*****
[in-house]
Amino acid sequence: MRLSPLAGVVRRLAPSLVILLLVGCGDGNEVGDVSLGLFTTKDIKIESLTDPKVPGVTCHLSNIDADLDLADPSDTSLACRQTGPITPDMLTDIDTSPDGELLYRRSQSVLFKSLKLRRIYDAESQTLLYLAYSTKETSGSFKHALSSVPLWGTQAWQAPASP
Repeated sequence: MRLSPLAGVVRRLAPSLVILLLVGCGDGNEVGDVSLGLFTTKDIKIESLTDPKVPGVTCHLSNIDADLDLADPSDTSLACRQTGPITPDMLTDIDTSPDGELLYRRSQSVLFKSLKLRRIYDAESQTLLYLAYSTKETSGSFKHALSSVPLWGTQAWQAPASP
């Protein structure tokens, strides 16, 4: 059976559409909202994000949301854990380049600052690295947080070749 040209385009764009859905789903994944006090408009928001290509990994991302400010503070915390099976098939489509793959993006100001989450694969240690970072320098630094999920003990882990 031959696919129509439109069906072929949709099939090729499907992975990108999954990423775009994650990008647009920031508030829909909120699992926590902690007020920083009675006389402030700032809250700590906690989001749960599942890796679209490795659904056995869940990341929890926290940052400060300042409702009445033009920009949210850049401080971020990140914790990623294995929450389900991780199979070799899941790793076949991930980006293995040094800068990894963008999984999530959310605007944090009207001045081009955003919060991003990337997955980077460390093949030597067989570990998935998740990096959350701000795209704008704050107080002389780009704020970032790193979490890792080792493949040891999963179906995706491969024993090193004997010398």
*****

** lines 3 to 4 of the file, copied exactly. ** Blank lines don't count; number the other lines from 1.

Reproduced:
Repeated sequence: MRLSPLAGVVRRLAPSLVILLLVGCGDGNEVGDVSLGLFTTKDIKIESLTDPKVPGVTCHLSNIDADLDLADPSDTSLACRQTGPITPDMLTDIDTSPDGELLYRRSQSVLFKSLKLRRIYDAESQTLLYLAYSTKETSGSFKHALSSVPLWGTQAWQAPASP
């Protein structure tokens, strides 16, 4: 059976559409909202994000949301854990380049600052690295947080070749 040209385009764009859905789903994944006090408009928001290509990994991302400010503070915390099976098939489509793959993006100001989450694969240690970072320098630094999920003990882990 031959696919129509439109069906072929949709099939090729499907992975990108999954990423775009994650990008647009920031508030829909909120699992926590902690007020920083009675006389402030700032809250700590906690989001749960599942890796679209490795659904056995869940990341929890926290940052400060300042409702009445033009920009949210850049401080971020990140914790990623294995929450389900991780199979070799899941790793076949991930980006293995040094800068990894963008999984999530959310605007944090009207001045081009955003919060991003990337997955980077460390093949030597067989570990998935998740990096959350701000795209704008704050107080002389780009704020970032790193979490890792080792493949040891999963179906995706491969024993090193004997010398």